Story-Telling

Stories that provoke curiosity, cause an emotional reaction, and surprise the reader will always be memorable.

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What is the best way of telling a story? Since the standard must be the interest of the audience, there must be several or many good ways rather than one best. For we get interested in the stories life presents to us through diverse orders and modes of presentation. Very commonly our first awakening to a desire of knowing a man’s past or future comes from our seeing him as a stranger in some unusual or pathetic or humorous situation, or manifesting some remarkable characteristics. We make enquiries in consequence, or we become observant and attentive whenever opportunities of knowing more may happen to present themselves without our search. You have seen a refined face among the prisoners picking tow in jail; you afterwards see the same unforgettable face in a pulpit: one must be of dull fibre who would not care to know more about a life which showed such contrasts, though one might gather one’s knowledge in a fragmentary or unchronological way.

Again, we have heard much, or at least something not quite common, about a man whom we have never seen, and hence we look round with curiosity when we are told that he is present; whatever he says or does before us is charged with a meaning due to our previous hearsay knowledge about him, gathered either from dialogue of which he was expressly and emphatically the subject, or from incidental remark, or from general report either in or out of print.

These indirect ways of arriving at knowledge are always the most stirring even in relation to impersonal subjects. To see a chemical experiment gives an attractiveness to a definition of chemistry, and fills it with a significance which it would never have had without the pleasant short of an unusual sequence, such as the transformation of a solid into gas, and vice versa. To see a word for the first time either as substantive or adjective in a connection where we care about knowing its complete meaning, is the way to vivify its meaning in our recollection. Curiosity becomes the more eager from the incompleteness of the first information. Moreover, it is in this way that memory works in its incidental revival of events: some salient experience appears in inward vision, and in consequence the antecedent facts are retraced from what is regarded as the beginning of the episode in which that experience made a more or less strikingly memorable part.

“Ah! I remember addressing the mob from the hustings at Westminster—you wouldn’t have thought that I could ever have been in such a position. Well, how I came there was in this way-;”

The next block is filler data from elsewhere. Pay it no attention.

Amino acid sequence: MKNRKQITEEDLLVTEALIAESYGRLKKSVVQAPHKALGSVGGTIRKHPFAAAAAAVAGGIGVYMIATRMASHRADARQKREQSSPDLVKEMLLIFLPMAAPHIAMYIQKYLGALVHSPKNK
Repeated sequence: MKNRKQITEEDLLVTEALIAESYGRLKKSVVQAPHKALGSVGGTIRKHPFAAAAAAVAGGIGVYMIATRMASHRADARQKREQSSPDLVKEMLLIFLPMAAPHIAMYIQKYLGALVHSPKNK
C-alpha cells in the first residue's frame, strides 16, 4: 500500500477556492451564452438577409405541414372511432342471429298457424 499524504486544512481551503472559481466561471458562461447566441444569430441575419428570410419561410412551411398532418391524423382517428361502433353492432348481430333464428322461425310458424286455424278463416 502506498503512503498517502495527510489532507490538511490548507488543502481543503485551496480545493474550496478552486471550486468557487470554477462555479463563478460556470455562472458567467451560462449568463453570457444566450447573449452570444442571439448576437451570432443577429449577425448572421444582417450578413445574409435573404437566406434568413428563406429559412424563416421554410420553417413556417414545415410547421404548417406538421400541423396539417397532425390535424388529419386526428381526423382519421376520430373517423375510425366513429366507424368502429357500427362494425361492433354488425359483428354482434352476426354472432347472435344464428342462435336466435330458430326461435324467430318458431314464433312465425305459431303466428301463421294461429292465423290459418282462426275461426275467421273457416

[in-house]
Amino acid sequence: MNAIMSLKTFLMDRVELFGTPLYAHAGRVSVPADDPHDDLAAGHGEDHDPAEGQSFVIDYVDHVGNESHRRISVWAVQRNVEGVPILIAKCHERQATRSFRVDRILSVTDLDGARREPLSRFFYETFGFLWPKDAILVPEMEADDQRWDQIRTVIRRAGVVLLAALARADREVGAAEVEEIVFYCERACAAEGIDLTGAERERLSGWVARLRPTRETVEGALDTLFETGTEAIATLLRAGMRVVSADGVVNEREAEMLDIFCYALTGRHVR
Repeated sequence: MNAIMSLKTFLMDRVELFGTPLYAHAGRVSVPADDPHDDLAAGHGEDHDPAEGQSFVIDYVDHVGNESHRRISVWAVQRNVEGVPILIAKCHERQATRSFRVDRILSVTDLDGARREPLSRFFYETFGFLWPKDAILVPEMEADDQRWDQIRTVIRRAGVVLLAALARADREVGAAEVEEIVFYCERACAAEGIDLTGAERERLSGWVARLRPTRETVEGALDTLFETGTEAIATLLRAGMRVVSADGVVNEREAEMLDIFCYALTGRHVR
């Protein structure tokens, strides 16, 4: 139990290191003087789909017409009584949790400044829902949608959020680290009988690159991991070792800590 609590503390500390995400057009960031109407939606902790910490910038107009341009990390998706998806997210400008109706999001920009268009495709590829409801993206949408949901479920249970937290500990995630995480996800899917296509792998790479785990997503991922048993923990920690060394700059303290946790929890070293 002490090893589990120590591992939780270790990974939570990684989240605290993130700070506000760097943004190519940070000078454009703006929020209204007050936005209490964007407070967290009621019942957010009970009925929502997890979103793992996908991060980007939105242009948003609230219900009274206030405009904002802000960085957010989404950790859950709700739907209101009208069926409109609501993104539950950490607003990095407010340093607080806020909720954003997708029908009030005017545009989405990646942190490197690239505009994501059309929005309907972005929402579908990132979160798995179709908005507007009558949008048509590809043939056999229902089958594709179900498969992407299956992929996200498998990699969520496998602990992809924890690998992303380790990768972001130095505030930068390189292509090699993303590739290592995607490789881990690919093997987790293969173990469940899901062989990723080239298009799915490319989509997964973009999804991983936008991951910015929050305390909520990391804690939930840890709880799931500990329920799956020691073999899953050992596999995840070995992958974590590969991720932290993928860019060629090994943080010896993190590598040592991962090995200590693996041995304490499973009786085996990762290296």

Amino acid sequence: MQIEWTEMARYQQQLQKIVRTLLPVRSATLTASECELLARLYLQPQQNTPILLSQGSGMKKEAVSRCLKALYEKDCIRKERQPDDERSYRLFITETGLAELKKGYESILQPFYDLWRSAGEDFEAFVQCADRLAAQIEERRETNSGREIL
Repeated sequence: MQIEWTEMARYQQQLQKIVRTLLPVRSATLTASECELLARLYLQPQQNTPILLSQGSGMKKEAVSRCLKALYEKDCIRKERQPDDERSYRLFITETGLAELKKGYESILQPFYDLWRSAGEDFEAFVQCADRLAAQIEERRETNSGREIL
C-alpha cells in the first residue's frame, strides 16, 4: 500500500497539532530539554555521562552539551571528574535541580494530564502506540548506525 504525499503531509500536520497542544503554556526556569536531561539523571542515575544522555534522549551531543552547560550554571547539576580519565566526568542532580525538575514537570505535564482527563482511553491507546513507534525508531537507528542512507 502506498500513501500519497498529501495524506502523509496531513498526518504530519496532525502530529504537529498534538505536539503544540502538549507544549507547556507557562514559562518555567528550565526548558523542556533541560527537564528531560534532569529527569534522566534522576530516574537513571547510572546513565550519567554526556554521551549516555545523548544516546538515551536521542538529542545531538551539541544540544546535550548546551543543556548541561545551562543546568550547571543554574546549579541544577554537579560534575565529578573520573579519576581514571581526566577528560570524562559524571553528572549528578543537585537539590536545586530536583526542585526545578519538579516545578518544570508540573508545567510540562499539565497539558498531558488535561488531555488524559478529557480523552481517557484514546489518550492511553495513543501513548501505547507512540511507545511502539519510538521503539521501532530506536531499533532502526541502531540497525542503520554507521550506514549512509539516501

…and then follows a retrospective narration.

The modes of telling a story founded on these processes of outward and inward life derive their effectiveness from the superior mastery of images and pictures in grasping the attention—or, one might say with more fundamental accuracy, from the fact that our earliest, strongest impressions, our most intimate convictions, are simply images added to more or less of sensation. These are the primitive instruments of thought. Hence it is not surprising that early poetry took this way—telling a daring deed, a glorious achievement, without caring for what went before. The desire for orderly narration is a later, more reflective birth. The presence of the Jack in the box affects every child: it is the more reflective child, the miniature philosopher, who wants to know how he got there.

The only stories life presents to us in an orderly way are those of our autobiography, or the career of our companions from our childhood upwards, or perhaps of our own children. But it is a great art to make a connected strictly relevant narrative of such careers as we can recount from the beginning. In these cases the sequence of associations is almost sure to overmaster the sense of proportion. Such narratives ab ovo are summer’s-day stories for happy loungers; not the cup of self-forgetting excitement to the busy who can snatch an hour of entertainment.

But the simple opening of a story with a date and necessary amounts of places and people, passing on quietly towards the more rousing elements of narrative and dramatic presentation, without need of retrospect, has its advantages, which have to be measured by the nature of the story. Spirited narrative, without more than a touch of dialogue here and there, may be made eminently interesting, and is suited to the novelette or short story.

Why should a story not be told in the most irregular fashion that an author’s idiosyncrasy may prompt, provided that they give us what we can enjoy?

Mary Anne Evans (1819-1880), known as George Eliot, was an author and poet. She was best known for her novels including Middlemarch.

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